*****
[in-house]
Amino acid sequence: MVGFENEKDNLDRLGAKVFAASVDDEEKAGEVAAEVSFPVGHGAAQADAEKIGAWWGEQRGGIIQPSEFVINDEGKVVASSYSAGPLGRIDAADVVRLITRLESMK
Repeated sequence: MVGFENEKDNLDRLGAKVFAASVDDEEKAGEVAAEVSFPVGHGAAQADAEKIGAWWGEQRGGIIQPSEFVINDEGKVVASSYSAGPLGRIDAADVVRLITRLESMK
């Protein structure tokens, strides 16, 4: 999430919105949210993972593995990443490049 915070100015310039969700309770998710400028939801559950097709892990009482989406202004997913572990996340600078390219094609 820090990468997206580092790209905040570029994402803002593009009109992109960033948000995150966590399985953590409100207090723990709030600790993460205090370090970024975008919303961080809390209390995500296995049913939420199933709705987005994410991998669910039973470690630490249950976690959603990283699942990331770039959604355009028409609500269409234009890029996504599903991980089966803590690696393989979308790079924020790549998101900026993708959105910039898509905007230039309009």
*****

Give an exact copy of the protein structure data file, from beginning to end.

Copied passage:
[in-house]
Amino acid sequence: MVGFENEKDNLDRLGAKVFAASVDDEEKAGEVAAEVSFPVGHGAAQADAEKIGAWWGEQRGGIIQPSEFVINDEGKVVASSYSAGPLGRIDAADVVRLITRLESMK
Repeated sequence: MVGFENEKDNLDRLGAKVFAASVDDEEKAGEVAAEVSFPVGHGAAQADAEKIGAWWGEQRGGIIQPSEFVINDEGKVVASSYSAGPLGRIDAADVVRLITRLESMK
């Protein structure tokens, strides 16, 4: 999430919105949210993972593995990443490049 915070100015310039969700309770998710400028939801559950097709892990009482989406202004997913572990996340600078390219094609 820090990468997206580092790209905040570029994402803002593009009109992109960033948000995150966590399985953590409100207090723990709030600790993460205090370090970024975008919303961080809390209390995500296995049913939420199933709705987005994410991998669910039973470690630490249950976690959603990283699942990331770039959604355009028409609500269409234009890029996504599903991980089966803590690696393989979308790079924020790549998101900026993708959105910039898509905007230039309009």